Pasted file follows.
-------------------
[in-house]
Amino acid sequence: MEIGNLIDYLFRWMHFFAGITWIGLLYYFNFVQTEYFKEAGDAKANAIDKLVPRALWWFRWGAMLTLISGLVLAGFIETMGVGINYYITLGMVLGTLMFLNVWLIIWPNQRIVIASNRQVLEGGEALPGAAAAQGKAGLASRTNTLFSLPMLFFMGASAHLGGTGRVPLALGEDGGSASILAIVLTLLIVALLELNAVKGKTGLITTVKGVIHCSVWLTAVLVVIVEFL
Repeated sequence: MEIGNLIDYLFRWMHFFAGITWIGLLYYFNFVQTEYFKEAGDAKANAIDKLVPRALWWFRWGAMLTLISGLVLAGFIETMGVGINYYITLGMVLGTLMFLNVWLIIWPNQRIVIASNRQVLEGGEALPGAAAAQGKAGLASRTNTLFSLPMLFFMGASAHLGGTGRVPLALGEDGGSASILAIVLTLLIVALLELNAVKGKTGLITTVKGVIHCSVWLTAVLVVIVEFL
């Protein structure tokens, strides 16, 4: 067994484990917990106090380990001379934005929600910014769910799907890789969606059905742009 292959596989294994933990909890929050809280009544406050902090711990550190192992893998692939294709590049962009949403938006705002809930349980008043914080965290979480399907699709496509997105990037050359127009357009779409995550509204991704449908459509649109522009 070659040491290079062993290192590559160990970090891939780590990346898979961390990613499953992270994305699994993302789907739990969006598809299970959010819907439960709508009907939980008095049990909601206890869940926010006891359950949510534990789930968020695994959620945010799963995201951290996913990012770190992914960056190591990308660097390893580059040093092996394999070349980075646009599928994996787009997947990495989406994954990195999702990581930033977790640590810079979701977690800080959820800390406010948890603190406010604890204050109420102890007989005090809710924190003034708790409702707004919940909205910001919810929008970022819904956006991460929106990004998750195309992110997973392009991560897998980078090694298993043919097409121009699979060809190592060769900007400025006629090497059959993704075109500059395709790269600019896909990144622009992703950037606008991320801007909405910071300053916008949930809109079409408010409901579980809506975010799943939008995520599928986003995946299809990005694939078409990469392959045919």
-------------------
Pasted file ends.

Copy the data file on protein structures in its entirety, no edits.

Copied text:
[in-house]
Amino acid sequence: MEIGNLIDYLFRWMHFFAGITWIGLLYYFNFVQTEYFKEAGDAKANAIDKLVPRALWWFRWGAMLTLISGLVLAGFIETMGVGINYYITLGMVLGTLMFLNVWLIIWPNQRIVIASNRQVLEGGEALPGAAAAQGKAGLASRTNTLFSLPMLFFMGASAHLGGTGRVPLALGEDGGSASILAIVLTLLIVALLELNAVKGKTGLITTVKGVIHCSVWLTAVLVVIVEFL
Repeated sequence: MEIGNLIDYLFRWMHFFAGITWIGLLYYFNFVQTEYFKEAGDAKANAIDKLVPRALWWFRWGAMLTLISGLVLAGFIETMGVGINYYITLGMVLGTLMFLNVWLIIWPNQRIVIASNRQVLEGGEALPGAAAAQGKAGLASRTNTLFSLPMLFFMGASAHLGGTGRVPLALGEDGGSASILAIVLTLLIVALLELNAVKGKTGLITTVKGVIHCSVWLTAVLVVIVEFL
């Protein structure tokens, strides 16, 4: 067994484990917990106090380990001379934005929600910014769910799907890789969606059905742009 292959596989294994933990909890929050809280009544406050902090711990550190192992893998692939294709590049962009949403938006705002809930349980008043914080965290979480399907699709496509997105990037050359127009357009779409995550509204991704449908459509649109522009 070659040491290079062993290192590559160990970090891939780590990346898979961390990613499953992270994305699994993302789907739990969006598809299970959010819907439960709508009907939980008095049990909601206890869940926010006891359950949510534990789930968020695994959620945010799963995201951290996913990012770190992914960056190591990308660097390893580059040093092996394999070349980075646009599928994996787009997947990495989406994954990195999702990581930033977790640590810079979701977690800080959820800390406010948890603190406010604890204050109420102890007989005090809710924190003034708790409702707004919940909205910001919810929008970022819904956006991460929106990004998750195309992110997973392009991560897998980078090694298993043919097409121009699979060809190592060769900007400025006629090497059959993704075109500059395709790269600019896909990144622009992703950037606008991320801007909405910071300053916008949930809109079409408010409901579980809506975010799943939008995520599928986003995946299809990005694939078409990469392959045919």